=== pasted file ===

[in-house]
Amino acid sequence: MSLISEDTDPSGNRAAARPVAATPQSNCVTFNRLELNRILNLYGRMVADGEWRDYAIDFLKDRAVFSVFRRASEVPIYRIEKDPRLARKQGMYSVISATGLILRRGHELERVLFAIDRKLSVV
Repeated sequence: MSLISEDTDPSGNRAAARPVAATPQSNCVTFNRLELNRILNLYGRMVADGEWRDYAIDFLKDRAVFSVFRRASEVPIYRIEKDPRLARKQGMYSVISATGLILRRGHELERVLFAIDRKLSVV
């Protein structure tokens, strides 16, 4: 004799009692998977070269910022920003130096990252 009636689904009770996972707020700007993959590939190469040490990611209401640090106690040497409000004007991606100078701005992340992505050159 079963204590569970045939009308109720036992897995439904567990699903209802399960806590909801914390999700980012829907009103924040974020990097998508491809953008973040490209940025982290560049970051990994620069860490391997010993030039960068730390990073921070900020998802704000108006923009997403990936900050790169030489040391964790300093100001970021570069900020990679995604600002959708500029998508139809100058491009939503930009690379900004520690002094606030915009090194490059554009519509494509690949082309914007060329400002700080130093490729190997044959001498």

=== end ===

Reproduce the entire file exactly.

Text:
[in-house]
Amino acid sequence: MSLISEDTDPSGNRAAARPVAATPQSNCVTFNRLELNRILNLYGRMVADGEWRDYAIDFLKDRAVFSVFRRASEVPIYRIEKDPRLARKQGMYSVISATGLILRRGHELERVLFAIDRKLSVV
Repeated sequence: MSLISEDTDPSGNRAAARPVAATPQSNCVTFNRLELNRILNLYGRMVADGEWRDYAIDFLKDRAVFSVFRRASEVPIYRIEKDPRLARKQGMYSVISATGLILRRGHELERVLFAIDRKLSVV
């Protein structure tokens, strides 16, 4: 004799009692998977070269910022920003130096990252 009636689904009770996972707020700007993959590939190469040490990611209401640090106690040497409000004007991606100078701005992340992505050159 079963204590569970045939009308109720036992897995439904567990699903209802399960806590909801914390999700980012829907009103924040974020990097998508491809953008973040490209940025982290560049970051990994620069860490391997010993030039960068730390990073921070900020998802704000108006923009997403990936900050790169030489040391964790300093100001970021570069900020990679995604600002959708500029998508139809100058491009939503930009690379900004520690002094606030915009090194490059554009519509494509690949082309914007060329400002700080130093490729190997044959001498």